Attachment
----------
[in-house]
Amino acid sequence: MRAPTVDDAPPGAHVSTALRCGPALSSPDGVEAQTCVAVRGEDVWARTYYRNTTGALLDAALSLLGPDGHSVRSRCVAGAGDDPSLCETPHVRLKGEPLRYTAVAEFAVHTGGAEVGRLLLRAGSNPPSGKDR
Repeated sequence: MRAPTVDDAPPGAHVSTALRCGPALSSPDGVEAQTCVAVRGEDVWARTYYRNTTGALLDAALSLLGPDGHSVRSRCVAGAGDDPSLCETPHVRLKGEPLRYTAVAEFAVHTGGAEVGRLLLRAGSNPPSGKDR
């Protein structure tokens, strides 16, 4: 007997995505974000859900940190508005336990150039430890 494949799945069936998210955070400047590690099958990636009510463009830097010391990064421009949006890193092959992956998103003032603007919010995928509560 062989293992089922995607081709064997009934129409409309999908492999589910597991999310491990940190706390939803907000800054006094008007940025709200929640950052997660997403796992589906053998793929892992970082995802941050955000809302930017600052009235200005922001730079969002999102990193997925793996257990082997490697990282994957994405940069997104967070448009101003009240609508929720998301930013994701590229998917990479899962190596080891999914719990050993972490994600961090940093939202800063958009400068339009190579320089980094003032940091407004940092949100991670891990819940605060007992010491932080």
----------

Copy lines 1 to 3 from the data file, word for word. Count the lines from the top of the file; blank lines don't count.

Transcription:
[in-house]
Amino acid sequence: MRAPTVDDAPPGAHVSTALRCGPALSSPDGVEAQTCVAVRGEDVWARTYYRNTTGALLDAALSLLGPDGHSVRSRCVAGAGDDPSLCETPHVRLKGEPLRYTAVAEFAVHTGGAEVGRLLLRAGSNPPSGKDR
Repeated sequence: MRAPTVDDAPPGAHVSTALRCGPALSSPDGVEAQTCVAVRGEDVWARTYYRNTTGALLDAALSLLGPDGHSVRSRCVAGAGDDPSLCETPHVRLKGEPLRYTAVAEFAVHTGGAEVGRLLLRAGSNPPSGKDR